What Does Service Mean?

Since our launch in March 2020, we have been reading, listening and talking with lots of smart people about what it means to be in service to others. 

This started as a conversation about servant leadership and quickly evolved because of what we heard from leaders who looked and thought differently than Curt. It is easy for a white, straight male like Curt to say he is acting in service to others when just about every system in our society has been set up to serve his needs. However, from our research and dozens of conversations we had about this topic, it was clear that the word servant was very complicated for many and created an imbalance that felt disingenuous or oppressive. This model was especially unapproachable for leaders who identified as female, Black, brown, indigenous or came from other equity-seeking groups. It is not right to be asked to be a servant when the systems you push against daily already perceive you that way. 

Welcome To Service Leadership

Clearly, servant leadership is broken. While it was an admirable approach to leading and supporting others 50 years ago, servant leadership is out of touch with our modern world. The opportunities and challenges facing families, communities and businesses are too urgent and complex to rely on this limited concept that only works for a few. We fully agree that leaders absolutely need to serve those around them; leadership without service is unrewarding, ineffective and boring. However, it is clear that the imbalance created by the word servant makes this concept unapproachable for the vast majority.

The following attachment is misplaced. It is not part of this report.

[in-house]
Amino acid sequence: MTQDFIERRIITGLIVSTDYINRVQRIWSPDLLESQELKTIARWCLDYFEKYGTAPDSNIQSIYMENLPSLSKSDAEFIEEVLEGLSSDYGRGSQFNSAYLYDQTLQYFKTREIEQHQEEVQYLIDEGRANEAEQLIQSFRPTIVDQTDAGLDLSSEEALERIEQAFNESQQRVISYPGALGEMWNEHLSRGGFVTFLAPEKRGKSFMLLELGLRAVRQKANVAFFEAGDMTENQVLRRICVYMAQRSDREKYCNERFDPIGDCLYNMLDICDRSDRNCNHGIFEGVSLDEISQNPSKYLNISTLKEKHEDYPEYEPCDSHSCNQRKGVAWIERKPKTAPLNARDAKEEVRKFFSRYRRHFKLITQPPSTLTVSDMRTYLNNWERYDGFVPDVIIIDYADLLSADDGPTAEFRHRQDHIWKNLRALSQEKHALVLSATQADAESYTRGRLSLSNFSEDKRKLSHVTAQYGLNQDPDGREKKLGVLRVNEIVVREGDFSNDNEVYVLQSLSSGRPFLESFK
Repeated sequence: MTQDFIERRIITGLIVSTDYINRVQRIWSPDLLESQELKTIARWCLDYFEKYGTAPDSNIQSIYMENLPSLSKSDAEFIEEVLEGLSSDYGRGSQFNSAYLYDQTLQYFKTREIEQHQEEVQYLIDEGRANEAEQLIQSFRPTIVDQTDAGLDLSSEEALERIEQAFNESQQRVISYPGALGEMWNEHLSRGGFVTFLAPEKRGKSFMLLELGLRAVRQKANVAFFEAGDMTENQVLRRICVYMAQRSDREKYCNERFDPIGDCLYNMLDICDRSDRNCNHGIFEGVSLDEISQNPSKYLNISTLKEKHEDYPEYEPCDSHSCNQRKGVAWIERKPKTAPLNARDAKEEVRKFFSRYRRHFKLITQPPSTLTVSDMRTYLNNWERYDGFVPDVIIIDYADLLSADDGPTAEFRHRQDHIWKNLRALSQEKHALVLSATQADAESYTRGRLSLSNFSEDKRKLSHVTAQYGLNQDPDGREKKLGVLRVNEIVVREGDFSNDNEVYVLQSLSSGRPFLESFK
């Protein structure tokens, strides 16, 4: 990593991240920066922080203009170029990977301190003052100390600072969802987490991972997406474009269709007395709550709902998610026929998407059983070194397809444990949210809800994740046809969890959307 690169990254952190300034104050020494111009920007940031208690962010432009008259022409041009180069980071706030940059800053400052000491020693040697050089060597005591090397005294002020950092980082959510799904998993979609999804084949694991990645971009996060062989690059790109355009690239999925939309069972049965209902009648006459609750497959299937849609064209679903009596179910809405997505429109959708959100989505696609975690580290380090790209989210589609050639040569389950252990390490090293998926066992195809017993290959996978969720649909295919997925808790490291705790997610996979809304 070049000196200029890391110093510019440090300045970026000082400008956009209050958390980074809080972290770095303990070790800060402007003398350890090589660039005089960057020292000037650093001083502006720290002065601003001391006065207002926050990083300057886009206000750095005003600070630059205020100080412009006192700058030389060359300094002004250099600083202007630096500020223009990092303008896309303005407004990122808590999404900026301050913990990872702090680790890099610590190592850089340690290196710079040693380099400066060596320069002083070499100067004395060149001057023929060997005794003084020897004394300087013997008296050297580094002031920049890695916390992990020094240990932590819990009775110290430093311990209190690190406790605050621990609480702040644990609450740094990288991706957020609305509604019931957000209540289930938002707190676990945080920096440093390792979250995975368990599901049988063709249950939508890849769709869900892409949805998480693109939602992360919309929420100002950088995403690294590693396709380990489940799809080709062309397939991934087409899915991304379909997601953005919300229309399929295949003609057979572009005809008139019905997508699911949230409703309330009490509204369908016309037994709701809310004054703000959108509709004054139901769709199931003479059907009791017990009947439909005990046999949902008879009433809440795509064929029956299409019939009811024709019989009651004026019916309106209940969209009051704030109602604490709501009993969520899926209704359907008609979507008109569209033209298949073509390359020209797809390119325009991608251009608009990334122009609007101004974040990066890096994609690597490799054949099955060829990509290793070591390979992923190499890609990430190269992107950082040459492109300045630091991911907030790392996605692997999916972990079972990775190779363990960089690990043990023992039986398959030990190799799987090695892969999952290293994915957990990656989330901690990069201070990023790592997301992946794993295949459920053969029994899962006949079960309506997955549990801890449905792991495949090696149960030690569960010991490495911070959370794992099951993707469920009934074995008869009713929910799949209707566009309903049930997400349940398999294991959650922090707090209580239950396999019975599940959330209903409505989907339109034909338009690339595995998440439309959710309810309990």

Knowing we need a new way to lead and collaborate, it is time to retire servant leadership for a few powerful reasons:

  • Anyone asked to be a servant is not in an equitable relationship
  • It implies others have problems that only we can solve
  • It can be driven by a need to lead, rather than a desire to serve

So as we look past servant leadership, Four Simple Words is excited to share a concept we are calling Service Leadership. Unlike the we-know-better models of the last century, Service Leadership is not an act of isolated sacrifice. Rather, it is a partnership with the person, idea or movement with which we want to move forward. Grounded in self-care, equity and collaboration, Service Leadership creates positive change without devaluing people or ideas. 

The 21st century is demanding that we rethink how we connect and lead our families, communities and offices. Thank you for your service, Servant Leadership. We’ve got it from here.

How can we be of service?

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